A university professor born to a Qatari father and a Lebanese mother has begun a debate on Twitter about the reality of being ‘half Qatari.’
Prompted by an article in Arabic daily Al Raya that suggested Qatari men are increasingly marrying non-Qatari women due to inflated demands for dowries, Dr. Amal Al-Malki, Associate Professor at Carnegie Mellon University in Qatar, began a discussion under the hashtag #ImHalfQatari.
— Dr. Amal Al-Malki (@aalmalki) June 16, 2014
Al-Malki told Doha News that she created the hashtag to help raise awareness of issues which she said are “a fact of life for many” in Qatari society, including the inability of Qatari mothers to pass on citizenship to their children if they marry a foreigner:
“These children are denied citizenship on the basis that women cannot pass on their nationality to their children,” she told us. “Although the constitution states that women and men are equal in public rights and responsibilities, Qatari women are not treated as equals.”
She went on to explain that she believed that some ‘half Qataris’ are sidelined due to an ‘anxiety’ about foreigners within the community.
“Modernity has brought in an influx of foreigners to the country, making us a minority in our own land. We have developed an anxiety from non-Qataris unfortunately, and we tend to preserve our culture through making it hard for outsiders to ‘invade’ it. We speak of purity of lineage and cultural cohesion as if we live in an island of our own.”
Al-Malki also said that she believes the cultural mix in her family has benefited not just her, but also society as a whole.
“I am different and my differences make me stand out and achieve what hasn’t been achieved before, making me a pioneer,” she said. “The moment I embraced this, I became at peace with who I am and I try to pass on my life experience and my identity struggle to my students who face prejudices from their own communities because they speak a different language, or have different cultural practices.”
So far, responses to Al-Malki’s tweets have been almost entirely positive, with other children of Qatari and non-Qatari parents sharing their experiences, and other members of the community showing their support.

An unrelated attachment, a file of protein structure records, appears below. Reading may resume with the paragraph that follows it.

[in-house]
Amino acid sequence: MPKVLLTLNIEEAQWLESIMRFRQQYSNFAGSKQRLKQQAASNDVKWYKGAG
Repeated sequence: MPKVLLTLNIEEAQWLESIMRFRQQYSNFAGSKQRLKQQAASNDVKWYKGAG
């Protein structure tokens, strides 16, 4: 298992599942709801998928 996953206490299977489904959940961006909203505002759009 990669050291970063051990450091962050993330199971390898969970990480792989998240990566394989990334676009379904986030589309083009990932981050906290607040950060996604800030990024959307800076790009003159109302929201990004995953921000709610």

Being born to a Qatari mother and a foreign father means that you’re doomed to all of sorts of institutional discrimination. #ImHalfQatari
— The Ibra (@Ibra_stark) June 17, 2014
I am Qatari and I fully recognize and greatly condemn the unjust treatment of children of Qatari mothers and foreign fathers. #ImHalfQatari
— هند (@Hindasari) June 17, 2014
Some, however, said they didn’t see the point of the campaign, whilst others said they felt they hadn’t been discriminated against:
@azza_alqasimi because it’s simply stupid and I’m half Qatari myself,I’m been treated the same:/ basically she’s trying to start problems
— Annabelle (@annsummers1993) June 20, 2014
@aalmalki I’m half Qatari & I haven’t experienced any sort of discrimination. I think if you exclude yourself, society will outcast you.
— f (@tamtoom_) June 17, 2014
As well as the hashtag, a Twitter handle has also been created which invites other half Qataris to share their experiences.
One such contributor writes:
“My mother is Qatari and my father is not. After getting acceptances in 4 universities in Education City, I applied for a scholarship with the Supreme Education Council 4 years ago and it was rejected for no reason.
I’ve now graduated and received no help from the SEC. I felt very helpless and that there was no justice in their decision. They say that the Supreme Education Council supports Qataris and children of Qataris but that wasn’t what I experienced.”
Are you the child of Qatari and non-Qatari parent? Thoughts?